In brief: Amazon's safety policies have been brought to the forefront after an accident in a fulfillment center leaves several hospitalized. Over 50 people were affected by a ruptured can of bear spray. No fatalities were reported, but one employee was listed in critical condition.
An accident in a New Jersey Amazon fulfillment center has landed 24 workers in the hospital after a robot punctured a can of bear repellant Wednesday.
The employees were taken to five hospitals to be treated for exposure to concentrated capsaicin. Capsaicin is the organic chemical that makes chili peppers hot and is the active ingredient in pepper spray. ABC News notes, one of the workers was listed in critical condition. An additional 30 employees were treated at the scene by first responders.
Robbinsville Township communications and public information officer John Nalbone said the incident happened when “an automated machine accidentally punctured a 9-ounce bear repellent can.”
Amazon issued a statement Wednesday night stating that employee safety was its number one concern.
Today at our Robbinsville fulfillment center, a damaged aerosol can dispensed strong fumes in a contained area of the facility. The safety of our employees is our top priority, and as such, all employees in that area have been relocated to a safe place and employees experiencing symptoms are being treated onsite. As a precaution, some employees have been transported to local hospitals for evaluation and treatment.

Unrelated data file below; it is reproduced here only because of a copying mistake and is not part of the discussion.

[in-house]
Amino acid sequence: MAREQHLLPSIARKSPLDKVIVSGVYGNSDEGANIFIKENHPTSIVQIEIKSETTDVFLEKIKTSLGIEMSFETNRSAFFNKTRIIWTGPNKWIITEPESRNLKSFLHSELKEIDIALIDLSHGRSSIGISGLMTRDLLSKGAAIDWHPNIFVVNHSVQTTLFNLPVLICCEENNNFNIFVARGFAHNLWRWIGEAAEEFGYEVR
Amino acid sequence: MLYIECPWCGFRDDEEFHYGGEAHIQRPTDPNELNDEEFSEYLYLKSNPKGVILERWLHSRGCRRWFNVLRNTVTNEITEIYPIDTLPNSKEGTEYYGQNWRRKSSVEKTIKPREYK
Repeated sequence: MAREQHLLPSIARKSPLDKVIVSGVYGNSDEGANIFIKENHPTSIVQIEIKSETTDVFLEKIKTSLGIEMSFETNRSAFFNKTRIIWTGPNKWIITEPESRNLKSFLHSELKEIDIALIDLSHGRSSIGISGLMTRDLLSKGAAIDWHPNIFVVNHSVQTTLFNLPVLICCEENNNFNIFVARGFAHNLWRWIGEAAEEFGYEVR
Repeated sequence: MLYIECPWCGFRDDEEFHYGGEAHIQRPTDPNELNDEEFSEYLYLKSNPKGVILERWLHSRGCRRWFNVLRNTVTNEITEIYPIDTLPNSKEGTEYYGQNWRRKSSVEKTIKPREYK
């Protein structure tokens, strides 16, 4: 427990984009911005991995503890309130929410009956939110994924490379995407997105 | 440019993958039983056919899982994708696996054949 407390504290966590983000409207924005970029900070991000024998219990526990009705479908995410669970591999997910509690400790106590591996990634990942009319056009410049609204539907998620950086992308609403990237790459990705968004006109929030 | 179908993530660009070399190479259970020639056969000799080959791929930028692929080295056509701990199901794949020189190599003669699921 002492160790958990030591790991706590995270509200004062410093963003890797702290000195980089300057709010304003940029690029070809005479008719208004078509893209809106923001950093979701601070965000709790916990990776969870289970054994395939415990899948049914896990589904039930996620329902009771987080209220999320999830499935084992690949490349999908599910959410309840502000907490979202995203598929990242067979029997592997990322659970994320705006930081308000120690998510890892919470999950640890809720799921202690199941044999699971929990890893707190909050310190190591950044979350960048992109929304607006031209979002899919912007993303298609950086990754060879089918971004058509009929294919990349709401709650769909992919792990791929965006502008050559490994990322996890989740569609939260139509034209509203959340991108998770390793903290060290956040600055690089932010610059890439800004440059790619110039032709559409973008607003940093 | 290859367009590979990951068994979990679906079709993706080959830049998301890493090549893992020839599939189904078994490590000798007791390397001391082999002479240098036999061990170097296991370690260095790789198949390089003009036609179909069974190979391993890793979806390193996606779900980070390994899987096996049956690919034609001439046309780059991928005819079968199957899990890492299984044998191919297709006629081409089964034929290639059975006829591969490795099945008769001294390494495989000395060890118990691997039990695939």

All of the impacted employees have been or are expected to be released from the hospital within the next 24 hours. The safety of our employees is always our top priority, and a full investigation is already underway. We’d like to thank all of the first responders who helped with today’s incident.
The warehouse was evacuated and vented. Nalbone said that no danger was imposed on the surrounding communities as the fumes dissipated. Workers were given the okay to return to work later Wednesday evening.
The accident has brought questions into Amazon’s safety practices and the use of robots in the workplace.
“Amazon’s automated robots put humans in life-threatening danger,” Retail, Wholesale and Department Store Union President Stuart Appelbaum told ABC. “This is another outrageous example of the company putting profits over the health and safety of their workers, and we cannot stand for this. The richest company in the world cannot continue to be let off the hook for putting hard working people’s lives at risk.”
Amazon’s fulfillment center workers are not unionized, and the company has been criticized for unsafe working conditions and low pay both here and overseas. The Guardian states that in the United Kingdom alone, EMTs were dispatched to Amazon warehouses at least 600 times between 2015 and 2017.
Business Insider reported back in April that the National Council for Occupational Safety and Health listed Amazon as one of its “dirty dozen” companies. The report notes that seven Amazon employees have died on or near the job since 2013.
Amazon maintains that it has strict safety guidelines and denies poor working conditions.
Lead image by Scott Olson — Getty Images